Turkish Foreign Minister Mevlut Cavusoglu says if regime forces enter the Afrin region to protect the PKK-linked YPG group, then nothing can stop the Turkish army's advance there.

Turkish Foreign Minister Mevlut Cavusoglu, speaks during a news conference with his Jordanian counterpart Ayman Safadi in Amman, Jordan, on February 19, 2018.
Turkish Foreign Minister Mevlut Cavusoglu, speaks during a news conference with his Jordanian counterpart Ayman Safadi in Amman, Jordan, on February 19, 2018. (Reuters)

Foreign Minister Mevlut Cavusoglu on Monday warned Bashar al Assad's regime against supporting the PKK-affiliated YPG terror group in Syria's Afrin region where the Turkish military launched an operation on January 20.

Cavusoglu was speaking at a joint news conference with his Jordanian counterpart Ayman Safadi in capital Amman.

He said, "If the regime enters Afrin to clear out the YPG, then there is no problem. If they are entering there to provide protection to the group, then no one can stop Turkey or Turkish soldiers."

"This applies to Afrin, Manbij and the east of the Euphrates River."

His remarks came after the Assad regime's state-run news agency SANA reported on Monday that the pro-Assad militia called “Popular Forces” was going to enter Afrin within a few hours.

The YPG is said to have held talks with the Syrian regime after more than 70 different strategic areas were liberated during Turkey's Operation Olive Branch since its launch last month.

On Sunday, Badran Jia Kurd, an adviser to the YPG, told Reuters the regime forces would be deployed along some border positions and could enter the region within the next two days.

"We can cooperate with any side that lends us a helping hand," Jia Kurd said.

However, YPG's so-called head of the executive council in Afrin region Hifi Mustafa, denied on a phone call to Sky News Al Arabia that an agreement had been reached with the Syrian regime, but she confirmed that there were ongoing talks with the Syrian regime on the issue.

TRT World 's Ahmed al Burai explains the importance of the possible Syrian regime army deployment in the region.

On January 20, Turkey launched Operation Olive Branch to clear the YPG from Afrin.

YPG is the Syrian branch of the PKK, which is designated as a terrorist organisation by Turkey, the US and EU and has been fighting the Turkish state for more than 30 years and has taken some 40,000 lives, including thousands of civilians.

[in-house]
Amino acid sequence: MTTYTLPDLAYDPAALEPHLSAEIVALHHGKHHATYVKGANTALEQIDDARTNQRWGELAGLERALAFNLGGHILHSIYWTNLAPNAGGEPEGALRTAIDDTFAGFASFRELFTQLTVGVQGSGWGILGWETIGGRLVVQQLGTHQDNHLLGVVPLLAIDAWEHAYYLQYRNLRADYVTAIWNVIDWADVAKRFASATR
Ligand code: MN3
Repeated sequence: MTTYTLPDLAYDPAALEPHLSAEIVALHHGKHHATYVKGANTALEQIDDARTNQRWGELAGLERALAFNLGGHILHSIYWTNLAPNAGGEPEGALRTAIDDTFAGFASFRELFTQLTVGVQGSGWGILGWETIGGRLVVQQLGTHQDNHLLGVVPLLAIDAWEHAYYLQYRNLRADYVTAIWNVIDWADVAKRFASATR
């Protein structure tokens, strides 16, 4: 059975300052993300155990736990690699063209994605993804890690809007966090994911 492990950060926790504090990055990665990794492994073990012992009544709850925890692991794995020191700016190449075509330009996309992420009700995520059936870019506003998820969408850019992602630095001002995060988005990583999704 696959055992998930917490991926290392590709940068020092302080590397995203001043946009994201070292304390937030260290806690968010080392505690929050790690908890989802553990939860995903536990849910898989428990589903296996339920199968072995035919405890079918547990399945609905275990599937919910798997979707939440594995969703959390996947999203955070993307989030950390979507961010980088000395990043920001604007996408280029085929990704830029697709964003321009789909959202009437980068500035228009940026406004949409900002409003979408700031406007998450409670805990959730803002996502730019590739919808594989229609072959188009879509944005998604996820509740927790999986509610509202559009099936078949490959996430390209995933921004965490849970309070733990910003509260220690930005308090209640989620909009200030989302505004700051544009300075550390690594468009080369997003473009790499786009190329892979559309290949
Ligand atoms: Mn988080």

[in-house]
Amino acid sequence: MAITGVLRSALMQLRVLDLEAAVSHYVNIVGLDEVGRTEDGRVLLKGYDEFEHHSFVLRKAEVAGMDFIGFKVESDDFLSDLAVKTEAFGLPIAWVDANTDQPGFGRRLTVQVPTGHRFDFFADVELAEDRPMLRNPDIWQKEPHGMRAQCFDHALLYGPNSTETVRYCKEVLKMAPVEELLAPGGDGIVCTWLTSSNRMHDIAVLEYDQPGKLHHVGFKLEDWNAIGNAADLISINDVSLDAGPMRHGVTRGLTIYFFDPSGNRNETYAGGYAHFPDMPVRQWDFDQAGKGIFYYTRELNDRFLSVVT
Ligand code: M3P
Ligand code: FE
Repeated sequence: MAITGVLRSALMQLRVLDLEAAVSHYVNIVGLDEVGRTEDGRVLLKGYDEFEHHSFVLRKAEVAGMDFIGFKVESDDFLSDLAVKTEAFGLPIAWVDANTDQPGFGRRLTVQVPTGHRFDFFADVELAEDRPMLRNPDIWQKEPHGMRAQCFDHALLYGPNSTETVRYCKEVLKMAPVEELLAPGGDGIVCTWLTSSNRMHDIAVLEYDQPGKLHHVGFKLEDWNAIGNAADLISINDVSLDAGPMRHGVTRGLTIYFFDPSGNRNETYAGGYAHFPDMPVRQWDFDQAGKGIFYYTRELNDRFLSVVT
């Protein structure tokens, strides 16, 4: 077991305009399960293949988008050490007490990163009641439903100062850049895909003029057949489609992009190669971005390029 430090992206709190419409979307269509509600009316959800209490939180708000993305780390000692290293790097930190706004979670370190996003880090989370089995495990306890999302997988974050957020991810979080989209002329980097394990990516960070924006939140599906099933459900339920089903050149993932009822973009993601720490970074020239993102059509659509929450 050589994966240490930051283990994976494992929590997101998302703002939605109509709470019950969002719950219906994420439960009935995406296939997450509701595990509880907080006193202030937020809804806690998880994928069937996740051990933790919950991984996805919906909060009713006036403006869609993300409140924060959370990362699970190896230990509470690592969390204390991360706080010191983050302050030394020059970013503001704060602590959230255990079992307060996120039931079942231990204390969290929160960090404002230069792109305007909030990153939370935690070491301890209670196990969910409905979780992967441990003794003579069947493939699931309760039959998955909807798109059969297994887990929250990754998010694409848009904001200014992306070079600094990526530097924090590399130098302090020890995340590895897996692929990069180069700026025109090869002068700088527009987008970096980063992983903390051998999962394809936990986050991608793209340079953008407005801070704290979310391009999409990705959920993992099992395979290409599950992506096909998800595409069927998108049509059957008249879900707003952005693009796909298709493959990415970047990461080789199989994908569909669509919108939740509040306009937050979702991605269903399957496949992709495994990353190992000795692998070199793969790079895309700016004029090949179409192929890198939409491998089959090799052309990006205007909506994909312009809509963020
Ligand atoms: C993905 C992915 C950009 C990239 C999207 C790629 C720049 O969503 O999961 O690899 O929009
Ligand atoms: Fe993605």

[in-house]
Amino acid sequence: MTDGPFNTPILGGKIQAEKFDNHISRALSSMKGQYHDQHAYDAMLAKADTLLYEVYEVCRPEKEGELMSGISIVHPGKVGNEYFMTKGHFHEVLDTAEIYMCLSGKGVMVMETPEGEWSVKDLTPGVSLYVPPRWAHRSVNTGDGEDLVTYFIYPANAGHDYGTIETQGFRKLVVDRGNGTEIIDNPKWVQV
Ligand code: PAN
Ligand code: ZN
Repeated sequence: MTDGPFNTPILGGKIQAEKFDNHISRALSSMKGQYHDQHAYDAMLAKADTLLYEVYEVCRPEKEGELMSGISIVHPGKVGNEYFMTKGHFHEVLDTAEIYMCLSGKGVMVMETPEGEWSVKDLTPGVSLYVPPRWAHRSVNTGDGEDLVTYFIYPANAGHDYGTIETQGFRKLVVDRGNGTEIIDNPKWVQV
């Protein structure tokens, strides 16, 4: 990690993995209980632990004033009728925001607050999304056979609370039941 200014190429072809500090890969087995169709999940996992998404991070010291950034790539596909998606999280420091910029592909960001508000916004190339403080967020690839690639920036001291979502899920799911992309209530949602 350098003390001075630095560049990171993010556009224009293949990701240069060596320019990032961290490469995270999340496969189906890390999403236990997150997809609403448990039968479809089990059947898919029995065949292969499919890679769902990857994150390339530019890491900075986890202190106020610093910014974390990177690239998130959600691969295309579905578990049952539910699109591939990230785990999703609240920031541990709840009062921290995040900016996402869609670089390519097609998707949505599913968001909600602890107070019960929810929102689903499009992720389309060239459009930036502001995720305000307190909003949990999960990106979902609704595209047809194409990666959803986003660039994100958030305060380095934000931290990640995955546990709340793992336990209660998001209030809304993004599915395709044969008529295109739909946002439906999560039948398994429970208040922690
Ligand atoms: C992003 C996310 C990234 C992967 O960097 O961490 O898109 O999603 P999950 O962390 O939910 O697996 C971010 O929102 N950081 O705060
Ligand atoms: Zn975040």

The Turkish General Staff say that the operation is being carried out under the framework of Turkey's rights based on international law, UN Security Council resolutions, its self-defence rights under the UN charter and respect for Syria's territorial integrity. 

There was no immediate comment from the Syrian regime, or Washington.

Long-term agreement?

Although Assad regime and the YPG have mostly avoided direct conflict, they have occasionally clashed and they espouse utterly different visions for Syria's future.

While both have at times suggested a long-term agreement between them might be possible, Assad says he wants to take back the whole country.

Jia Kurd said the agreement with Damascus on Afrin was purely military and included no wider political arrangements.

Since the onset of Syria's conflict in 2011, the YPG has occupied three regions in the north with the help of Washington, including Afrin bordering Turkey.

These areas expanded as they seized territory from Daesh with US help, though Washington says it opposes their political ambitions as does the Syrian regime.

Turkey says its biggest security concern is the YPG carving out an autonomous territory near its southeastern border.

In August 2016, Turkey started its first military operation in Syria, Euphrates Shield, to defeat Daesh at its borders and also prevent the creation of any corridor between YPG-held territories.

Since October, it has also played a role in the opposition-held Idlib province bordering Afrin, as part of a diplomatic process backed by Turkey, Russia and Iran via talks in Astana, Kazakhstan.

Syria has been locked in a devastating civil war since March 2011, when the Assad regime cracked down on pro-democracy protests with unexpected ferocity.

While UN officials say hundreds of thousands of people have been killed in the conflict, Syrian regime officials say the death toll is closer to 10,000. 

Source: Reuters